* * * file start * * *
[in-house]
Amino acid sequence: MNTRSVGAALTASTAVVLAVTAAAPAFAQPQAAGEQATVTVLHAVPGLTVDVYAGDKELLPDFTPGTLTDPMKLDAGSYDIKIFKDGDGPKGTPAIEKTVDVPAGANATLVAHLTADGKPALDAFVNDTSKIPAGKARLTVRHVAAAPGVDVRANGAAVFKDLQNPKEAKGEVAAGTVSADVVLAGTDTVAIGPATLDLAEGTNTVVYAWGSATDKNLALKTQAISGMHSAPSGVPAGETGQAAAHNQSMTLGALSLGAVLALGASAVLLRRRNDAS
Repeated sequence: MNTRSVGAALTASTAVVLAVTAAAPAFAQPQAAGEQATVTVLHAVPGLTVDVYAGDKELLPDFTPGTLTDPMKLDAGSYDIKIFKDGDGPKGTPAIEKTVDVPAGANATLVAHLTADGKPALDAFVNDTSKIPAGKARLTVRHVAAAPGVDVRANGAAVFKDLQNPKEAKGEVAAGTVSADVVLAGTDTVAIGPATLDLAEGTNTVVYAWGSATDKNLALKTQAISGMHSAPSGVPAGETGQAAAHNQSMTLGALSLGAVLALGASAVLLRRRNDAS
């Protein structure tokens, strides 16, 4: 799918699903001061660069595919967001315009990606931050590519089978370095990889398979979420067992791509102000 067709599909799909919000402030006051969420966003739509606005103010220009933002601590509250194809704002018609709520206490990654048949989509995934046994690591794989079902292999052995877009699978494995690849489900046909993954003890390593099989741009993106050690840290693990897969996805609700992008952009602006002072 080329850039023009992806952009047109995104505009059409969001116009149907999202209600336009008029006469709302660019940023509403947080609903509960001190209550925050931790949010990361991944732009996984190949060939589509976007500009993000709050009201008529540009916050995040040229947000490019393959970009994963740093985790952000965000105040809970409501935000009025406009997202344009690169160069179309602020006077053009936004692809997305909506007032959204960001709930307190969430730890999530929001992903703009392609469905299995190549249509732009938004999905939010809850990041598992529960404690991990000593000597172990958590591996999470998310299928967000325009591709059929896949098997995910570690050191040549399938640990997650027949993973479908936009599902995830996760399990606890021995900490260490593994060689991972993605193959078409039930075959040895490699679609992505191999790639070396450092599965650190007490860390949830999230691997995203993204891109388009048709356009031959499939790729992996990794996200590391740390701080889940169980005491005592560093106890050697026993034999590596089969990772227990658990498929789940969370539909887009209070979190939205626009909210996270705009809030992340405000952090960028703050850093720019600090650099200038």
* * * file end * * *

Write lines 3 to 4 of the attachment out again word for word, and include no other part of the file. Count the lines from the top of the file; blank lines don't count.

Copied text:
Repeated sequence: MNTRSVGAALTASTAVVLAVTAAAPAFAQPQAAGEQATVTVLHAVPGLTVDVYAGDKELLPDFTPGTLTDPMKLDAGSYDIKIFKDGDGPKGTPAIEKTVDVPAGANATLVAHLTADGKPALDAFVNDTSKIPAGKARLTVRHVAAAPGVDVRANGAAVFKDLQNPKEAKGEVAAGTVSADVVLAGTDTVAIGPATLDLAEGTNTVVYAWGSATDKNLALKTQAISGMHSAPSGVPAGETGQAAAHNQSMTLGALSLGAVLALGASAVLLRRRNDAS
């Protein structure tokens, strides 16, 4: 799918699903001061660069595919967001315009990606931050590519089978370095990889398979979420067992791509102000 067709599909799909919000402030006051969420966003739509606005103010220009933002601590509250194809704002018609709520206490990654048949989509995934046994690591794989079902292999052995877009699978494995690849489900046909993954003890390593099989741009993106050690840290693990897969996805609700992008952009602006002072 080329850039023009992806952009047109995104505009059409969001116009149907999202209600336009008029006469709302660019940023509403947080609903509960001190209550925050931790949010990361991944732009996984190949060939589509976007500009993000709050009201008529540009916050995040040229947000490019393959970009994963740093985790952000965000105040809970409501935000009025406009997202344009690169160069179309602020006077053009936004692809997305909506007032959204960001709930307190969430730890999530929001992903703009392609469905299995190549249509732009938004999905939010809850990041598992529960404690991990000593000597172990958590591996999470998310299928967000325009591709059929896949098997995910570690050191040549399938640990997650027949993973479908936009599902995830996760399990606890021995900490260490593994060689991972993605193959078409039930075959040895490699679609992505191999790639070396450092599965650190007490860390949830999230691997995203993204891109388009048709356009031959499939790729992996990794996200590391740390701080889940169980005491005592560093106890050697026993034999590596089969990772227990658990498929789940969370539909887009209070979190939205626009909210996270705009809030992340405000952090960028703050850093720019600090650099200038």